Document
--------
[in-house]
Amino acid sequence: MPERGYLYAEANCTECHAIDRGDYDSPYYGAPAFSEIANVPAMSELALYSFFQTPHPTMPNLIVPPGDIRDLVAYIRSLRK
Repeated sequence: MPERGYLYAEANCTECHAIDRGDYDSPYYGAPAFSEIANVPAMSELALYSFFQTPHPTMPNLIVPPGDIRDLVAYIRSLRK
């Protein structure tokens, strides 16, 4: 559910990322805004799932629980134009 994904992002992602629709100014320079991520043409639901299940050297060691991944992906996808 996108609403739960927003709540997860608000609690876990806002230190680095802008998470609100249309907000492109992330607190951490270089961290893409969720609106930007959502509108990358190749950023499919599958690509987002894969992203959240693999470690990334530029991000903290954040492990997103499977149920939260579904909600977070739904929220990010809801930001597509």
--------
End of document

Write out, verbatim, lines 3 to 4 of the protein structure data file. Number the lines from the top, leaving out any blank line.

Repeated sequence: MPERGYLYAEANCTECHAIDRGDYDSPYYGAPAFSEIANVPAMSELALYSFFQTPHPTMPNLIVPPGDIRDLVAYIRSLRK
């Protein structure tokens, strides 16, 4: 559910990322805004799932629980134009 994904992002992602629709100014320079991520043409639901299940050297060691991944992906996808 996108609403739960927003709540997860608000609690876990806002230190680095802008998470609100249309907000492109992330607190951490270089961290893409969720609106930007959502509108990358190749950023499919599958690509987002894969992203959240693999470690990334530029991000903290954040492990997103499977149920939260579904909600977070739904929220990010809801930001597509």